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Deadlybones

C++ Use of header files?

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Deadlybones    93
Today I got really fed up with my use of header files in C++. Somewhere along the line I've been put under the assumption that every class should have a header file. I guess my only reasoning is for "[color=#000000][font=Arial,]separating the interface from the implementation" as some random person on a google search puts it. Is it considered good coding practice to create a header file for each class to do this? Basically none of my classes depend on functions in other header files but that is really the only reason that I might want to use them. I'll probably just scrap the header file per class thing unless someone persuades me not to as it's really annoying to have to declare all my variables in one place, define them in another, and same with functions. Any advice would be appreciated.[/font][/color]

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Cornstalks    7030
Header files are used when you want to use something in two (or more) different files. If you've got some class X, and you want to use that class to create X objects in somefile.cpp and otherfile.cpp, each source file would need to know about the definition of class X, and unless you want to painstakingly type this out and copy and paste it directly into both source files, you should create a header file that defines class X and then include it in both source files.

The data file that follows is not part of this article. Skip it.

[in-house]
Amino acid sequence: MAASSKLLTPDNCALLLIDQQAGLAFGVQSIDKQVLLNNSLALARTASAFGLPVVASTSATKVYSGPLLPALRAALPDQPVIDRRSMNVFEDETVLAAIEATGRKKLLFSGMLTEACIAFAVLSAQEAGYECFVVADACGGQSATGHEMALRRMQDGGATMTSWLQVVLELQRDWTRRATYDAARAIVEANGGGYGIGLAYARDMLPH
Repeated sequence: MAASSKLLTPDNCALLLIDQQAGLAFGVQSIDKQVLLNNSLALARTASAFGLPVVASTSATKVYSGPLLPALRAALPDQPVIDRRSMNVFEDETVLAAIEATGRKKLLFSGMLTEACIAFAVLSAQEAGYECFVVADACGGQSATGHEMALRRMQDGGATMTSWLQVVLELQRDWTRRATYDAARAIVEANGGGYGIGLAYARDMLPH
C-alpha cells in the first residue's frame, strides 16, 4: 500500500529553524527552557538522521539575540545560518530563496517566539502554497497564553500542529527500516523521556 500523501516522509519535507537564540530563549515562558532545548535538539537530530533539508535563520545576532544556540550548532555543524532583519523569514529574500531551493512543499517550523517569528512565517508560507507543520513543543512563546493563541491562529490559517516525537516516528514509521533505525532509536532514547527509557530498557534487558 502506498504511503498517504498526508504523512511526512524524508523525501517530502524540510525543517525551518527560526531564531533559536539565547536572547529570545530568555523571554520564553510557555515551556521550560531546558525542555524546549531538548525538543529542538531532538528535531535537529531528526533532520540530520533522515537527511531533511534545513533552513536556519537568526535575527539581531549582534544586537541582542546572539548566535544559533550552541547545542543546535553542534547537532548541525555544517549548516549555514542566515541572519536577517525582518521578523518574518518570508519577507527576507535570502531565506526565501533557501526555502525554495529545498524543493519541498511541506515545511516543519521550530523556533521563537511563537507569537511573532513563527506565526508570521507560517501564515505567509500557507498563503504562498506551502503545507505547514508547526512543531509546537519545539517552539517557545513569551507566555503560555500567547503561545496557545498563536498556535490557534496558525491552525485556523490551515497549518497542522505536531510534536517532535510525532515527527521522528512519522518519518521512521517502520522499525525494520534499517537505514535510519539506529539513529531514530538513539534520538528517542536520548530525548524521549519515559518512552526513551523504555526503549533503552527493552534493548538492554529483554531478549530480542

Or are you talking about something else? Are you possible talking about putting the member function declarations in the header file and the member function definitions in the source file? i.e.

header.hpp
[code]
class MyClass
{
public:
MyClass();

void someFunction();
};[/code]

source.cpp
[code]
MyClass::MyClass()
{
// blah...
}

void MyClass::someFunction()
{
// blah...
}[/code]

If you're talking about this second case, then your question is not about having header files for each class; it's about having source files for each class. And one good reason for doing it like this (among many) is that you can change the source file all you want, and if you leave the header file the same, you only have to recompile that one source file. If you put all the code in the header file and no source file, and you make one change (maybe you add a new blank line), every file that includes the header file must be recompiled, which in large projects can take [i]forever[/i].

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blutzeit    1650
For "normal" object-oriented classes the convention is to declare it in the header file and define it in the source file. This convention originates from technicalities in how the C/C++ compiler and linkers, and have become good practices (one class per pair of files, shielded with #ifndef-#defines, etc).

But there are of course exceptions. Inline definitions goes into the header file. Helper functions that are really private to the class can be defined as static functions in the source file only (although I tend to make it a static private class function). Same for private helper classes. Some "modules" don't map nicely to a single class, such as aggregates of closely inter-related classes, or non-object-oriented things, like algorithms.

Whatever you put in a source file (classes, methods, etc) there has to be at least some interface to it so that someone else can access it. Strive to make that interface (i.e. header file) as clean and readable as possible.

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turch    590
[quote name='B O N E S' timestamp='1333078400' post='4926550'][color=#000000][font=Arial,]Basically none of my classes depend on functions in other header files but that is really the only reason that I might want to use them.[/font][/color][/quote]

Err then how exactly are those functions / classes used?

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